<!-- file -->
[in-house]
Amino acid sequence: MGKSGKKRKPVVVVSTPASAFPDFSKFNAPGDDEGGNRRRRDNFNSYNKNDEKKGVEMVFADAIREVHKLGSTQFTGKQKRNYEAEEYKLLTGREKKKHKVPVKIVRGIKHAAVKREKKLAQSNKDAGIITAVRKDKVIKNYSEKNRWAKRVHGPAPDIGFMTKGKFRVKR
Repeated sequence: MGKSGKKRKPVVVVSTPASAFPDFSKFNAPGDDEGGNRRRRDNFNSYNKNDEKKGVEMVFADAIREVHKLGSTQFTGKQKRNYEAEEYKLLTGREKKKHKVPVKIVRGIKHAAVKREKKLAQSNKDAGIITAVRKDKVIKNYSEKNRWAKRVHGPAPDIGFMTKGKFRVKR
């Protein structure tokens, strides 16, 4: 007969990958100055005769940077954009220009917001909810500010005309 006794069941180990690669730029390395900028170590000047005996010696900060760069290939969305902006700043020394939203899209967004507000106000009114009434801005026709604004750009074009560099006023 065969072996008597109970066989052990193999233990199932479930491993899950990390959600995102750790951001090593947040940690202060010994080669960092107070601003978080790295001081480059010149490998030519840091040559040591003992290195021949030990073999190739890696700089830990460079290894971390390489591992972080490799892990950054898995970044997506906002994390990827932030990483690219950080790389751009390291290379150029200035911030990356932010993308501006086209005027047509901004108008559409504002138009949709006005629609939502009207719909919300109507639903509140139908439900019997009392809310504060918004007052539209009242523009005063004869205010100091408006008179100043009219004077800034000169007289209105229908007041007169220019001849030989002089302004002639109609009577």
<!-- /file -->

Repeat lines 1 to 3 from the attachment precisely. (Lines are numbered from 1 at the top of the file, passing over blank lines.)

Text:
[in-house]
Amino acid sequence: MGKSGKKRKPVVVVSTPASAFPDFSKFNAPGDDEGGNRRRRDNFNSYNKNDEKKGVEMVFADAIREVHKLGSTQFTGKQKRNYEAEEYKLLTGREKKKHKVPVKIVRGIKHAAVKREKKLAQSNKDAGIITAVRKDKVIKNYSEKNRWAKRVHGPAPDIGFMTKGKFRVKR
Repeated sequence: MGKSGKKRKPVVVVSTPASAFPDFSKFNAPGDDEGGNRRRRDNFNSYNKNDEKKGVEMVFADAIREVHKLGSTQFTGKQKRNYEAEEYKLLTGREKKKHKVPVKIVRGIKHAAVKREKKLAQSNKDAGIITAVRKDKVIKNYSEKNRWAKRVHGPAPDIGFMTKGKFRVKR